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Stian Westlake: the quiet rebirth of industrial policy

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Nesta's Stian Westlake sets out how indust
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  • 1. Through a glass, darklyThe quiet rebirth of industrial policyStian Westlake, Nesta T: @stianwestlake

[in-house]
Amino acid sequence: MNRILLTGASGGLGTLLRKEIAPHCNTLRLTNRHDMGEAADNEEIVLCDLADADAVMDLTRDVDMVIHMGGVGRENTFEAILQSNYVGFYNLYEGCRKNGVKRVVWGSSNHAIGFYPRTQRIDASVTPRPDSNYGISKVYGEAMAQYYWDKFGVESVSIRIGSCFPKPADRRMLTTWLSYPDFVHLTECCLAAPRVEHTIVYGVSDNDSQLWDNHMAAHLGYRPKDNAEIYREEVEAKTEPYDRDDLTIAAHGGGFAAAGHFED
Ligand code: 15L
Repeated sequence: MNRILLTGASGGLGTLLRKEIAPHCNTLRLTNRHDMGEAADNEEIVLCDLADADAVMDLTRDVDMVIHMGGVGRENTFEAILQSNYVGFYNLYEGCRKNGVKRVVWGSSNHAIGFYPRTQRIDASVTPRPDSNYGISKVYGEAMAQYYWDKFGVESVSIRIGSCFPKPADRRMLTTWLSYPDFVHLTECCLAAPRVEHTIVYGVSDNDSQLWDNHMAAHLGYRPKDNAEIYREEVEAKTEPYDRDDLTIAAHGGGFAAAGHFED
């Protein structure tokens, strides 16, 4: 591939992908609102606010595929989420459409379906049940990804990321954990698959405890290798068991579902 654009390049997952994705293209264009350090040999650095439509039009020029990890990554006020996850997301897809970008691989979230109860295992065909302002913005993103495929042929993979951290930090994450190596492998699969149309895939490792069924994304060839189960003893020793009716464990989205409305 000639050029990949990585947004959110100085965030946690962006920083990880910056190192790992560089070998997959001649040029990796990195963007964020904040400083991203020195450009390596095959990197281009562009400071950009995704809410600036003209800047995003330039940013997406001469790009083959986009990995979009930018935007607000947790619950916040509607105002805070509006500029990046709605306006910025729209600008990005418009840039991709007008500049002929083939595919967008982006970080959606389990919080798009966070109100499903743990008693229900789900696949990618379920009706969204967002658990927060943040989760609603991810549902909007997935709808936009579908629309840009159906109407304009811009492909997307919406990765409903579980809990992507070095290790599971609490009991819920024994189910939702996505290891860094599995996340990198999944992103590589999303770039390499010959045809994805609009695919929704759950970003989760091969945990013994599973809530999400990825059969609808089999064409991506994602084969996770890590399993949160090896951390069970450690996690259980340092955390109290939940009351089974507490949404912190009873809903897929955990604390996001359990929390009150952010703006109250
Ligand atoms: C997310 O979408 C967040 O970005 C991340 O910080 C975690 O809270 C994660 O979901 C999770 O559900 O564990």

2. The problem1201151101051009590850 1 2 3 4 5 6 7 8 9 10 11 12 13 14 15 161980199019732008Productivity growth after major UK recessionsYear 1 Year 2 Year 3 Year 4Quarters since start of recession 3. The first rule of industrialpolicy club is you do nottalk about industrial policyclub 4. How to talk about industrial policy a guidefor politiciansThis is not about pickingwinners; it's about backingtechnological leaders, creatingcapacities, and building on thestrengths of the economy Peter MandelsonThis isn't about 'picking winners'.It's about picking the races inwhich to focus scarce resources on,and Government doing what onlyit can do, but doing it better George Freeman 5. A common element isinnovation%/yr, 1990-20072.521.510.50Labour qualityInnovation:67% ofgrowthCapitalinvestmentInvestment ininnovationTFP (widerbenefits ofinnovation)TotalMake-up of UK economic growthSource: Nesta, The Innovation Index (2009-12)UK Business growth, 2004-08InnovatorsNon-innovatorsRevenue growth, %/yr121086420ProductInnovationProcessInnovationSource: Nesta, The Vital Six Per Cent (2009)WiderInnovation 6. The governments to-dolist 7. Innovation policy is technocratic 8. with a narrow audienceFuturistsRomanticsCreativesRealistsSceptics19%12%19%34%16%TechnophilesLike the word innovationLess concerned about pace of change or controversyDisproportionately male, ABC1Innovation : it makes a country greatUnlikely to be involved in innovationOlder, C2DEEarly adopters, creativeInterested in innovation to the extent it solves problemsthey care aboutYounger, less politicalNot excited by innovation per seCare about the ethical &social context of innovationsAware of drawbacks : desocialisation, throwaway cultureConcerned about impacts of radical innovation on jobs & thefutureWorried about impact of innovation on consumerism andemploymentMore female, C2DE 9. Technocratic innovation policy is aFaustian bargain+ Consistency ofpolicy (cf NHS)Safe fromideologyRing-fencing ofscience budgetNot part of thenationalnarrativeA hard sell at atime ofausterity 10. Opening the OvertonWindow 11. 1. Go largePublic technological development spending, 2013 As share of GDPInnovate UK 440m579mTEKES(Finland)OCS (Israel)$450m0.2%0.02%0.15% 12. 1. Go largeWhat might you do? What would you need to believe?To match Finlands level of publicinvestment: 10bn on research 3bn on Innovate UK ~100mn on risk capital(You could perhaps save a couple ofbillion by cutting R&D tax credits)That you can find ~8bn fromsomewhere: good luck.That the UKs economy caninternalise the benefits.That you can keep it up. 13. 2. Go downstreamUK Experimental development has decreased from 54% of the total R&Dfunded by government to 24% over 20 years. Basic R&D funding has increased by more than 5 times, theequivalent of a 9% annual growth rate. In nominal terms, experimental development funding has decreasedby almost 20%.USA US Federal funding has maintained a much larger share ofdevelopment spending, falling from 68% to 52% over the sameperiod. In nominal terms, spending on development has increased by60%.DevelopmentApplied researchBasic researchDevelopmentApplied researchBasic research 14. 2. Go downstreamWhat might you do? What would you need to believe?14Redirect funding from ResearchCouncils to Innovate UK(Arrow projects, supply chainvouchers, more SBRI?)Increase HEIF at the expense of QRThat you can find ~8bn fromsomewhere: good luck.That UK businesses can rise to thechallenge.That you can keep it up. 15. 3. Get in on the upside(sort of)State revenuesAUD$430m650m100s m 16. 3. Get in on the upsideWhat might you do? What would you need to believe?Get Innovate UK and RCs to takestakes in companies they fund (orroyalties, or income-contingentloans).Perhaps borrow up-front againstfuture revenues to allow anincrease in innovation funding.That our investments will be asgood as Israels or Finlands orperhaps they need to be better.That the bureaucratic hurdlesarent too big.That company behaviour wont bebadly distorted. 17. But money isnt everythingWhats going onhere? 18. 4 & 5. Germany or AustriaUK businesses have trouble growing(Nesta/NIESR)Some sectors are uncompetitive(banking?)New technologies wont increaseproductivity without disruptiveinnovation (Field)Businesses use excessively high hurdlerates (Christensen)UK businesses have trouble growing(Nesta/NIESR)Buybacks may discourage R&D (Lazonick)Intangibles are undervalued and R&D fallsin the year CEO options vest (Kay, Edmans)UKs skills problem is longstanding andwell-known (Leitch Review)German businesses self-organise 19. 4 & 5. Germany or AustriaWhat might you do? What might you do?Reform Anglo-Saxon capitalism State investment bank Establish state pension fundsand invest them in illiquid assets Spend on apprenticeships Put workers on boards Delegate BIS power to localbusiness chambers Split up HM Treasury!(But: can you make BritainGermany? Would you want to?)Abolish Innovate UK, R&D taxcredits, etc (except for SMEs or newbusinesses?)Use the proceeds to reduce taxPrioritise regulatory barriers to newentrantsExempt SMEs from various taxes(But: goes against a lot of what weknow about innovation.) 20. 6. Citizen innovationEight per cent of people inthe UK are user innovatorsLucas Industries, 1970Eric von Hippel+ 21. 7. Get creativeThe UK creative economy is fast-growing,internationallycompetitive and bigIt is relatively cheap to promoteIt is complementary to many STEMskillsUK industrial policy in this area(shhh!) seems to have workedWhat might you do?Direct public funding to arts andculture, and relevant STEM: BBC commissioning STEAM crossover skills andprojects Generous arts funding Platform development(Good luck selling this to thepublic.) 22. 8. Go greenWhat might you do? Major investment in energyR&D Downstream investment toincrease deployment of low-carbontech Recapitalise the GreenInvestment Bank Prizes and challenges 23. 9. Gimme clusters!What might you do? Intervene in property marketsand planning systems to helpclusters grow Provide better localinfrastructure (FTTP, fablabs,incubators) Sponsor business networking Delegate more power to localgovernment 24. the how matters too 25. So what should we do?2. Get more value from public tech funding Emulate Finlands TEKES and Israels OCSby seeking capped repayment fromsuccessful technology grants. Allocate 1 per cent of Innovate UKsbudget to market intelligence andtechnology futures.1. Rebalance government funding away fromresearch towards development. Reallocate 0.5 billion from researchcouncils to Innovate UK. Government investment in research anddevelopment should be more prioritisedtowards downstream investment.3. Fix the wiring of government to makebetter industrial policy possible. Split up the Treasury, moving budgetaryresponsibility to a Prime MinistersDepartment and economic and industrialpolicy to a new Ministry for Growth. Expand the use of randomisation andtestbeds in economic policy they shouldbe the default.4. Fight short-termism. Work with the LSE and banks toencourage companies to provide betterinformation about intangibles and tofacilitate lending against them. Make a clearer distinction in the Budgetbetween government investment andcurrent spending and increase theformer.